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By Bat Digest | Last Updated November 17, 2022
Rawlings 5150 makes marked changes in the BBCOR version and looks all but the same in the USA and USSSA world for 2021. The Rawlings 5150 BBCOR changes the barrel profile and updates the end cap for a more balanced swing—up from its ultra-light swinging days. Now, it differentiates itself by a more average swing weight when compared to the VELO which swings ultralight. The USSSA and USA versions are the same balanced single-piece aluminum we have come to expect.
In BBCOR, we think the 5150 is an ideal bat for that hitter who doesn’t care about frills and shills. No one is out there drooling on the 5150, but hitters who know can bang away with it. It’s a single piece stiff bat that our more elite hitters preferred. It’s a basic design, a normal handle and moderately sized barrel are and could work for a hitter in any part of the lineup. Younger USA and USSSA players will likely struggle with the hand sting and lack of barrel profile. But, for them, it serves as a decent entry-level bat that won’t break the bank.
We recommend the 5150 for a hitter anywhere in the lineup that likes a single piece bat’s stiff feel and wants an average weighted bat. As well, don’t expect the 5150 to get major pub on review channels and sites. For whatever reason, the bat doesn’t inspire clicks. But, in terms of a durable workhorse that will hit it as far as any other BBCOR bat when you can square it up, the 5150 is a great find.
We also think differences from the 2020 5150 to the 2021 version are enough to consider them different takes. The end cap, change in barrel profile, and increase in swing weight make for a noticeably different experience.
Single-piece aluminum bats with a balanced swing and moderately sized barrels are plentiful. Every company has at least one and some have two. Marucci has the CAT; Slugger has the Solo and Omaha; Rawlings also has a VELO; DeMarini has The Goods One Piece and the Voodoo One; Easton has the Alpha and the Fuze. There are handfuls of bats that compete in the exact space as the 5150.
It is very difficult to tell many of them apart. They are all generally stiff swinging and balanced bats that perform at or near the BBCOR standard. We feel confident the 5150 is as good as any of them.
The BBCOR version of the 5150 went through considerable upgrades from 2020 to 2021. The barrel profile was changed with the use of variable wall thickness in the barrel. That is, different spots of the aluminum barrel have different wall thicknesses. That allows the barrel to extend its sweet spot and increase its general profile. As well, they added a new end cap. All in all, the 5150 swings heavier than the 2020 version—not as heavy as end loaded bats. But, at least, heavier than the very light swinging Velo.
In USSSA and USA there are virtually no changes. The bats are still single piece alloys for the entry-level youth ball space.
In BBCOR, the Rawlings 5150 uses an ultra-light end cap, variable wall thickness in the barrel, and their traditional 5150 Alloy. In USSSA and USA, the Rawlings 5150 uses the 5150 Alloy.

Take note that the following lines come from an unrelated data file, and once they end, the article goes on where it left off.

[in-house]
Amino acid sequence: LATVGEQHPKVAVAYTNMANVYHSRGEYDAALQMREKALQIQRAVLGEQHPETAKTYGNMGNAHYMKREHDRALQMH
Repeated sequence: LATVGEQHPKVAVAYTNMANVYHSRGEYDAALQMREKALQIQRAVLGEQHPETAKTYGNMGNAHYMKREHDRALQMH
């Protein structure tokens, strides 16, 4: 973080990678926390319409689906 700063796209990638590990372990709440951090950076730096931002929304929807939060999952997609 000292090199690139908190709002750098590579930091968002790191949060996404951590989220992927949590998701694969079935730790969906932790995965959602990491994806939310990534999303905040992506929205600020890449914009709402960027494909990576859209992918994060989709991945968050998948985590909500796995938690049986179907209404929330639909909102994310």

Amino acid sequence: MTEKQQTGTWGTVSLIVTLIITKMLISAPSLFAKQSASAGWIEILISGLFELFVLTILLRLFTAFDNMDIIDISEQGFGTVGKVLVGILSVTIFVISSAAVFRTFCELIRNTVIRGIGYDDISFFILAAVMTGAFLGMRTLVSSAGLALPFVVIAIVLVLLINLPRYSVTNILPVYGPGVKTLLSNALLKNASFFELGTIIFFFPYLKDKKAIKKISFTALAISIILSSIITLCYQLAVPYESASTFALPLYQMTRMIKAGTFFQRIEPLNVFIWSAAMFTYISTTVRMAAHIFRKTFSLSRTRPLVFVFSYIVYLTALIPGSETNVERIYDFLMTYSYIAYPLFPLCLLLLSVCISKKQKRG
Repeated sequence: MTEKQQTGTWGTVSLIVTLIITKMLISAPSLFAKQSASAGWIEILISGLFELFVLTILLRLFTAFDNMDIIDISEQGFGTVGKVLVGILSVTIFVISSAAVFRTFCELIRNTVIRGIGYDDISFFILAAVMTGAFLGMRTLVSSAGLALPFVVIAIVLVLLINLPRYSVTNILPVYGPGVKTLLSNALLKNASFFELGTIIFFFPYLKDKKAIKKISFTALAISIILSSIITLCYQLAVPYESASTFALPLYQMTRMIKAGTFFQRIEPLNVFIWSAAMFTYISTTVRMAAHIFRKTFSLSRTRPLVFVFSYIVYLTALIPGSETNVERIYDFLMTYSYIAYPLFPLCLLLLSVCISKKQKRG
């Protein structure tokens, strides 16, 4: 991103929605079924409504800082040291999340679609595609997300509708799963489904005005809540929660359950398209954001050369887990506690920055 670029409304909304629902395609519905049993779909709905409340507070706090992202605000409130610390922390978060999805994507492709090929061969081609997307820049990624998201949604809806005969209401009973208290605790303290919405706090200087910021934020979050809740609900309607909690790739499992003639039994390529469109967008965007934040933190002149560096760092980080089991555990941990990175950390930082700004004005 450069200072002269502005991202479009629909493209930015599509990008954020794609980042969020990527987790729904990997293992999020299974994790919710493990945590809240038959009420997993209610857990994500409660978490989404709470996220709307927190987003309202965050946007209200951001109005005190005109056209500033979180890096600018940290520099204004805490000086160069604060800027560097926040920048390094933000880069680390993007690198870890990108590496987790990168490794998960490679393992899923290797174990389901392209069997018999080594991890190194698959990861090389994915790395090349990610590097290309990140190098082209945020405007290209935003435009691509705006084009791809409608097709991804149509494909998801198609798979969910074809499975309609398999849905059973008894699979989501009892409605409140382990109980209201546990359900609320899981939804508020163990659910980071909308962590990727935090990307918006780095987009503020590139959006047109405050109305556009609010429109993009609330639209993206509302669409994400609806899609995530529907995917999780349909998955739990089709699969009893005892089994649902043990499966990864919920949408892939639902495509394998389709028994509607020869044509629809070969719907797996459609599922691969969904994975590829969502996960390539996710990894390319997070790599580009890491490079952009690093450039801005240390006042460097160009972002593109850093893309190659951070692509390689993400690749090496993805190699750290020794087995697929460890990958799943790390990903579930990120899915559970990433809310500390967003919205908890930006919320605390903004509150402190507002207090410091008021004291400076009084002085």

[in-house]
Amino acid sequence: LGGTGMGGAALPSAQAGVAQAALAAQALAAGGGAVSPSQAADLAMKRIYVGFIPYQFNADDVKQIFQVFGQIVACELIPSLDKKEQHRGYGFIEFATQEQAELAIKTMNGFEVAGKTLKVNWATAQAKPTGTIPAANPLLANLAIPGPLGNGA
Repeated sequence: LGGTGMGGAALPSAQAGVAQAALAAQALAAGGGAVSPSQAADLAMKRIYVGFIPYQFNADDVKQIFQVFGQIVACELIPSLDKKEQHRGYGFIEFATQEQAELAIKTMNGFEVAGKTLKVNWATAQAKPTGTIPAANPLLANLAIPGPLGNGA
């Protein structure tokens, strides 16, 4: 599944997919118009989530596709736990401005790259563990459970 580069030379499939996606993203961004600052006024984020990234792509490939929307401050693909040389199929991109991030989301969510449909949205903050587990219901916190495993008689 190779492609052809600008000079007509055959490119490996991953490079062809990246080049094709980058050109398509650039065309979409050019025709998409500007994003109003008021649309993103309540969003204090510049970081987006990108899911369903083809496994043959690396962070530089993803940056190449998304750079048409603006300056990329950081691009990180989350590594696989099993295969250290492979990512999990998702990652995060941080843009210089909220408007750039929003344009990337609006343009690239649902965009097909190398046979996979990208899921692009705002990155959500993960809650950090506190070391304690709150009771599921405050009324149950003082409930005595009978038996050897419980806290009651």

The bats are no-frills and very straight forward bats.
The overall rating uses seven different weighted metrics to determine our overall score. Half of total rating comes from the player and our exit speed tests (Player Rating: 25%, Performance: 25%).The other categories are Relevance (20%), Demand (10%), Durability (10%), Resell Score (5%), and Tech Specs (5%).
*: When a bat is denoted by a star (*) it is a preliminary rating. Expect it to be updated as we learn more about the bat and gather more data.
(PlaRa) Player Rating: We measure player rating from user reviews. Those users include our own hitters that we test at the lab as well as reviews we find online.
(ExVe) Performance: Performance measures the exit speeds and distances we capture in our hitting lab with HitTrax using these bats.
(Relv) Relevance: We measure the number of sizes and the MOI of the bat. Bats with a wider range of options get a better score.
(Dmnd) Demand: Demand is measured by consumer sentiment and the buzz around the bat.
(Drb) Durability: A bat’s durability is measured by user reviews as well as feedback from manufacturers.
(ReSl) Resell Score: Based on the price the bats go for used. Higher prices mean greater user demand which means, generally, a better bat. A resell value closer to its original price means a higher score.
(Tech) Tech Specs: We rate the bat on its technological advancements from previous years and compared to the industry at large. This is our chance to reward companies who are trying to innovate.
MOI or Mass Moment of Inertia is a measurement of bat swing weight. This quantifies how difficult it is to swing a bat. The industry often refers to this as things like End Load or Balanced but those words have been overused to the point of meaninglessness. We measure the actual swing weights of each bat we test using the industry-standard pendulum period, balance point, and scale weight. You can read more about that here.
The price is the original MSRP price of the bat.
The types of bats are single-piece alloy (SPA), two-piece composite (TPC), single-piece composite (SPC), hybrid (Hyb.), and wood (Wood). Hybrid bats are made of composite handles and alloy barrles.
The estimated date the bat began distribution.